Pubdate: Tue, 01 Mar 2011
Source: Record, The (Stockton, CA)
Copyright: 2011 The Record
Author: Zachary K. Johnson, Record Staff Writer


Vote Would Not Affect Whatever Action Cities Take

STOCKTON - Officials today will consider banning medical marijuana
dispensaries in unincorporated San Joaquin County.

Today marks the last day of a yearlong moratorium on the dispensaries
approved by the county Board of Supervisors. At the end of a year of
review, county staff is recommending a permanent ban, citing the cost
of enforcement, the possibility of increased crime, and the conflict
between state and federal laws over medical use of the drug.

Supervisors are set to vote today on either enacting a permanent ban
or extending the moratorium and drafting rules to allow dispensaries
in the county.

The unincorporated area under the purview of county government
surrounds all seven cities in San Joaquin County as well as some
pockets within city limits. As such, the county shouldn't allow
dispensaries if that is in direct opposition to planning in a
particular city, board Chairman Larry Ruhstaller said.

"We're not saying it's a terrible thing. ... We're not saying it's a
great thing," he said. "If any of the incorporated cities wish to have
it, they can," he said. "My take is to go forth and prosper."

The cities themselves have split in their approach to the medical
marijuana question.

If the supervisors approve a ban, it would follow a decision last
month by the Lodi City Council to ban dispensaries in that city.

In August, Stockton approved an ordinance that would allow up to three
dispensaries within the city. A city selection committee is scheduled
to choose from nine applicants March 14. In November, Stockton
residents voted in a 2.5 percent sales tax for medical marijuana

Also in November, California voters shot down a statewide ballot
measure that would have legalized marijuana for recreational use. In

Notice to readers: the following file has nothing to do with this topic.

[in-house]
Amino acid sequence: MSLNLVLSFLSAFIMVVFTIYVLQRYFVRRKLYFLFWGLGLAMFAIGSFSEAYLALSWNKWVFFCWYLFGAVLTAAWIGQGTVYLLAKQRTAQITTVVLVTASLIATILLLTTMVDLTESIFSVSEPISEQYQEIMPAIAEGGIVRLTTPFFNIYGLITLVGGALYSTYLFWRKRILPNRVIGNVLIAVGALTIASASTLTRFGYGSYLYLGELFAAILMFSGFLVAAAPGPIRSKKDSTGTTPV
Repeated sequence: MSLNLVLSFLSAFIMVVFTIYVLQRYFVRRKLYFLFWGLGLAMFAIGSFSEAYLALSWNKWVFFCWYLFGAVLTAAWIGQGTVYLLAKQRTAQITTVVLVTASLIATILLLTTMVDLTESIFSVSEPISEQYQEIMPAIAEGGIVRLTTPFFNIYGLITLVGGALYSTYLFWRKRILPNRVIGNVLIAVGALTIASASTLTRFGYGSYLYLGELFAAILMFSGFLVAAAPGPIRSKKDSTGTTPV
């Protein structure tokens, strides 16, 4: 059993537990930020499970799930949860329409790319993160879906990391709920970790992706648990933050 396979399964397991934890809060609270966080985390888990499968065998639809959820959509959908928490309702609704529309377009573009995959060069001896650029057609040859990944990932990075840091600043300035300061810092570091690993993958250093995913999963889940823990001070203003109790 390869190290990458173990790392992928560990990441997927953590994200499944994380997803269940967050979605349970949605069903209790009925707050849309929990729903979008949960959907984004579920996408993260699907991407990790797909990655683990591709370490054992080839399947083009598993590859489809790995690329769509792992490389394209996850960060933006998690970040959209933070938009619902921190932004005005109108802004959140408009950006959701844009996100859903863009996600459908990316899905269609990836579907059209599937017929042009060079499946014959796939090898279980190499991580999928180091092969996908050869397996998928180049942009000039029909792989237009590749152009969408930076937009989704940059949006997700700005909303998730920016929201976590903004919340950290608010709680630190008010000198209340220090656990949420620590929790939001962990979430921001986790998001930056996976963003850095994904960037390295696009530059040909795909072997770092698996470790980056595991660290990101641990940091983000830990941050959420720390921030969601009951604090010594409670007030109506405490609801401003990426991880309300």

1996, state voters approved the Compassionate Use Act, which allows
use of marijuana for medical purposes when recommended by a doctor.
Marijuana use remains illegal under federal law.

The ban on dispensaries would not prevent qualified patients from
using marijuana or forming collectives with other patients and
caregivers to obtain marijuana, the county report said. Allowing the
dispensaries to operate would require regulations that would take
steps to minimize the impact to areas around dispensaries.

Such regulations would be difficult and expensive to enforce,
Assistant County Counsel Mark Myles said. "From all appearances, the
regulation and oversight of medical marijuana dispensaries is costly,"
he said. "If you have scarce resources, you have to plan where you're
going to put them."

A ban doesn't stand up for rights of patients who use marijuana for
treatment, said Craig Litwin, a medical marijuana consultant. It's
better to regulate marijuana dispensaries than to ban something that
is taking place anyway, he said. "It's kind of turning a blind eye to
something that's happening."

Despite the moratorium, at least one dispensary opened in an
unincorporated area within Stockton.

Stockton officials said the city had taken no position on whether the
county should implement a ban.

After dispensaries began appearing in Stockton, the city drafted clear
rules for operation and enforcement within the city limits, Stockton
Mayor Ann Johnston said. The city's ordinance lays out clear rules
that can be enforced, she said, and it's up to county government to
decide what happens in unincorporated areas.

If the county approves a permanent ban, it could mean more business
for dispensaries in Stockton.

"That's OK. We're not going to argue with more business coming into
Stockton," Johnston said, "even if it's for medical marijuana."
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